A new firmware update hit the Vita this morning, bringing with it the ability to sort your handheld's software into folders.
If you fire up your Vita and visit the System Update option, your handheld will now pull down the latest firmware for the gaming machine, Firmware 2.10. This update includes a number of bug fixes and changes to the device's functionality, but most notably it allows users to finally store their games and utilities in customizable folders.
Have a look an abridged list of the changes, courtesy Sony:
Create folders to more easily manage your favorite application icons on the home screen, with up to 10 icons in each folder and a maximum of 100 on the home screen (including icons inside the folders).
Verify which PS Vita card you are using by looking at the home screen's info bar. You can also save the layout of your home screen icons in the memory card.
Added video support allows you to play videos within the browser (memory card required; some videos are not supported).
New email enhancements allows you to view HTML messages, add multiple email addresses to your contacts, and easily search your messages using the new search feature.
PlayStation Plus members will be able to automatically update PlayStation Mobile format software and upload game save data onto online storage using 3G connection.
New "Mute Automatically" option will mute your PS Vita speakers when your headset is unplugged and pause your music when using the music app.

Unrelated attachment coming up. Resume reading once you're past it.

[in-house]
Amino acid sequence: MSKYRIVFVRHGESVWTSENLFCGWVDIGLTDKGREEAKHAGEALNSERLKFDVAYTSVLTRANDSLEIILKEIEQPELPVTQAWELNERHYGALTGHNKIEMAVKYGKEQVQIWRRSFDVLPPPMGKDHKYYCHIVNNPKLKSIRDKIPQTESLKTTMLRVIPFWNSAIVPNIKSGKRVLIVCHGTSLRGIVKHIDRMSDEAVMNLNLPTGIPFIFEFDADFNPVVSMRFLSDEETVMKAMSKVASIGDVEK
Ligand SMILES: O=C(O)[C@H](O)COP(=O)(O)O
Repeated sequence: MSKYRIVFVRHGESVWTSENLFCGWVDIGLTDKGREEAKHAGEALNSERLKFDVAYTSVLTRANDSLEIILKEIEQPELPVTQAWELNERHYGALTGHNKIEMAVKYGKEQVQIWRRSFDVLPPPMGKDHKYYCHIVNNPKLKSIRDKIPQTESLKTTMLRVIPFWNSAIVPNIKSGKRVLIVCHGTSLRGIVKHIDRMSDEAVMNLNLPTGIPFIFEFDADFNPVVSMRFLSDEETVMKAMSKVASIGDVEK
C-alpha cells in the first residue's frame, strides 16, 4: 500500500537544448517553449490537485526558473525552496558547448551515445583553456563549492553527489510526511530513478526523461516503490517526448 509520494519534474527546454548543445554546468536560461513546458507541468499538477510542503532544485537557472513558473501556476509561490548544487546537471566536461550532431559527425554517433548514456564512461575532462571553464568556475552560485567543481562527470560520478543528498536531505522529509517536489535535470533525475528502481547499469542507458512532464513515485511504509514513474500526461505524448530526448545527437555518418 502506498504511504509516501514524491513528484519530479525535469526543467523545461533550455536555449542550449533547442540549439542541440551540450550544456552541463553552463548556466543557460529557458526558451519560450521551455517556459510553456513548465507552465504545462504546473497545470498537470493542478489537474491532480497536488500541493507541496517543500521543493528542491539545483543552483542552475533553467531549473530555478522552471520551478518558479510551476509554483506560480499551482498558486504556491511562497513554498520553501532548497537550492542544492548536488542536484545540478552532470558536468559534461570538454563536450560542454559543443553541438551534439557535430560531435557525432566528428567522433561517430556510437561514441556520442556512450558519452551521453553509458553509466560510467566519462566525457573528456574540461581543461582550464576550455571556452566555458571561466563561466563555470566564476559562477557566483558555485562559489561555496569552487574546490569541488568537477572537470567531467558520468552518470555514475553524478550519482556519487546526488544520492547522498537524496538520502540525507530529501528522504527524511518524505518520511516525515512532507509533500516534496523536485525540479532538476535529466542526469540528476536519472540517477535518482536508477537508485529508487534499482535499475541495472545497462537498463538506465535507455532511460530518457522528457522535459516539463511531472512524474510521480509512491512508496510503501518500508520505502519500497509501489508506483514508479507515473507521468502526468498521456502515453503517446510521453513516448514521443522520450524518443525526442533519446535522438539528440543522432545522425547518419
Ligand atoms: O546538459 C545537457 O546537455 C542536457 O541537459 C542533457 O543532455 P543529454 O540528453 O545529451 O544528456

While those are all potentially useful features - I have to assume that someone uses the Vita to check email - the addition of folders is a surprisingly huge deal for the Vita. From its launch until yesterday Vita owners were stuck staring at the cluttered operating system the gadget relies on that would defult to dropping game and utility icons any- and everywhere. Once you had more than two games this made navigating the Vita's main screens an undue hassle, especially given how many of those icons will go almost entirely unused. Now we can toss all those extraneous programs into a folder tucked out of the way, and keep all of our games organized in one spot right at the top of the Vita's display.
Now if only Sony would actually offer the technically impressive handheld some support in the way of actual games for the system, it might be onto something with the Vita. Then again, with the company's efforts now firmly focused on the imminent PlayStation 4, the smart money is on the Vita quietly dying as Nintendo continues to dominate the handheld space, both for lack of competition and because its potential competitors refuse to learn from the mistakes of the past.